There's an illegal weapon in every work of art you see here
This is so not a typical gun show. Why this U.S. project is giving confiscated weapons to artists
Inside Toronto's Only One Gallery, you'll find a table piled with confiscated weapons. There are shredded guns, shell casings — all suspended in transparent hunks of Lucite.
Doug Schwartz (a.k.a. DetroitWick) is the artist behind these sculptures. His work, along with prints by Los Angeles photographer Tracy Hiner (Black Crow Studios), is showing at OOG to June 10 as part of a show called Raise the Caliber — which is also the name of the U.S. initiative behind it all. It's an exhibition of art created with real decommissioned weapons that were collected by police departments in five U.S. cities (Detroit, Newark, San Franscisco, Miami and Hartford) — a literal "swords into plowshares" kind of project, or AK-47s into decorative sculptures, as the case may be. Schwartz fossilizes old firearms, like bugs in unusually precise blocks of amber. As for Hiner, she photographs guns inside aquariums, swallowing them up in blooms of colour. She gets the effect by dropping paint in the water, a technique more famously associated with artists like Kim Keever and Mark Mawson.
[The artists'] biggest challenge is there's literally nothing beautiful about a cut up AR-15.- Jessica Midich , founder of Raise the Caliber
Jessica Mindich is the founder of the Raise the Caliber project, and she says the intent of this show — the initiative's first exhibition in Canada — is to increase awareness for gun violence and gun control. As part of the initiative, she assembles a collective of artists and creatives, Schwartz and Hiner included. (Shepard Fairey is arguably the biggest name in the crew.)
"As an artist you are trying to create beauty — something that will attract people," she says. "Their biggest challenge is there's literally nothing beautiful about a cut up AR-15."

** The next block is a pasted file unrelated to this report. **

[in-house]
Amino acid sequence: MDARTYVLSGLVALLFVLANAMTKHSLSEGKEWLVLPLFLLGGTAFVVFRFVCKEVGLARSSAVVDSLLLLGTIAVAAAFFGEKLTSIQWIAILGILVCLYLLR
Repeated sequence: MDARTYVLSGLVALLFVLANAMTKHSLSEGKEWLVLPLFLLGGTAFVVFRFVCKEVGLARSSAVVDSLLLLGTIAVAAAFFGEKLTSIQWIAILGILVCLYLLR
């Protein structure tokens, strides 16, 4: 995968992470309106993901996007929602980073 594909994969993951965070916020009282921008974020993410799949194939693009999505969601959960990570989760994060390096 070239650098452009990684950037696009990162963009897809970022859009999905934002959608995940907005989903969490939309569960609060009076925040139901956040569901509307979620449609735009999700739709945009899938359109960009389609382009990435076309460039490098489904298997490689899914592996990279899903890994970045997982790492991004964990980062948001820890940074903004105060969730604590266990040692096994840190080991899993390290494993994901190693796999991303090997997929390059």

In Schwartz and Hiner's case, neither had been making work on the subject of gun violence before meeting her. "It is their first foray into using art as an activist, and I bring it to them," says Mindich. She also brings them all those guns.
There's a fundraising function to Raise the Caliber, with 20 per cent of sales going towards gun buyback programs in the project's partner cities — violence-prevention initiatives where police will literally buy weapons brought to them by members of the community, often with no questions asked. Mindich has worked with U.S. police departments on this project since 2012. The decommissioned firearms that police collect are given to Raise the Caliber, then recycled in art projects such as the ones on display at OOG this month. (Mindich's jewelry line, the Caliber Collection, operates under the same principle.) "None of the guns we've taken in over the years are legal," she says. "Many of them are stolen from rightful gun owners and many of them have rap sheets a mile long."
Like just about every talking point about gun control, the effectiveness of buyback programs in combating gun violence is the subject of debate. But there's a symbolic impact involved in the Raise the Caliber project, one that she sees going beyond the cities directly involved in the initiative — or the U.S./Canada border. "Conversation is such a vital part of education and change," she says, "and I think that art does that. And I think that people will be inspired to do something on a topic that can make you feel so powerless."
Take a look at what you'll find at the show.
Raise the Caliber Art Creates Change. Featuring Doug Schwartz and Tracy Hiner. To June 15 at Only One Gallery, Toronto. www.onlyonegallery.com